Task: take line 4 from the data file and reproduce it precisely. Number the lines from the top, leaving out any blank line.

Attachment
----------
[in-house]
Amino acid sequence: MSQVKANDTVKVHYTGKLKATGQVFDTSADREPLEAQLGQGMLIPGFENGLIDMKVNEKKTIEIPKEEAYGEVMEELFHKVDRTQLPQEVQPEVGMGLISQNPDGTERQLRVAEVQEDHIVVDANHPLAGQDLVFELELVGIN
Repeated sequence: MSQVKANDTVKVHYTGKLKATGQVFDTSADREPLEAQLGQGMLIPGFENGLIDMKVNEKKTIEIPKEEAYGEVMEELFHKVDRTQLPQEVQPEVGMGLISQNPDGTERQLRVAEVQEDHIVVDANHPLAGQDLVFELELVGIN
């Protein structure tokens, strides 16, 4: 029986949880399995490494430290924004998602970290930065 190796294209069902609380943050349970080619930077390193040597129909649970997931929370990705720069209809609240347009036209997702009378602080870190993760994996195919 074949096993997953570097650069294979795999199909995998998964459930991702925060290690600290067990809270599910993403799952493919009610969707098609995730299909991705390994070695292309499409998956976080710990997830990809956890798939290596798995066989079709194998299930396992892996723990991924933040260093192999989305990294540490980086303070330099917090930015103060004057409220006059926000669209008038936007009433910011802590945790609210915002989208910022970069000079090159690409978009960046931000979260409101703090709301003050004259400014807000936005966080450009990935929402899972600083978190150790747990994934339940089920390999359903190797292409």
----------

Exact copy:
């Protein structure tokens, strides 16, 4: 029986949880399995490494430290924004998602970290930065 190796294209069902609380943050349970080619930077390193040597129909649970997931929370990705720069209809609240347009036209997702009378602080870190993760994996195919 074949096993997953570097650069294979795999199909995998998964459930991702925060290690600290067990809270599910993403799952493919009610969707098609995730299909991705390994070695292309499409998956976080710990997830990809956890798939290596798995066989079709194998299930396992892996723990991924933040260093192999989305990294540490980086303070330099917090930015103060004057409220006059926000669209008038936007009433910011802590945790609210915002989208910022970069000079090159690409978009960046931000979260409101703090709301003050004259400014807000936005966080450009990935929402899972600083978190150790747990994934339940089920390999359903190797292409």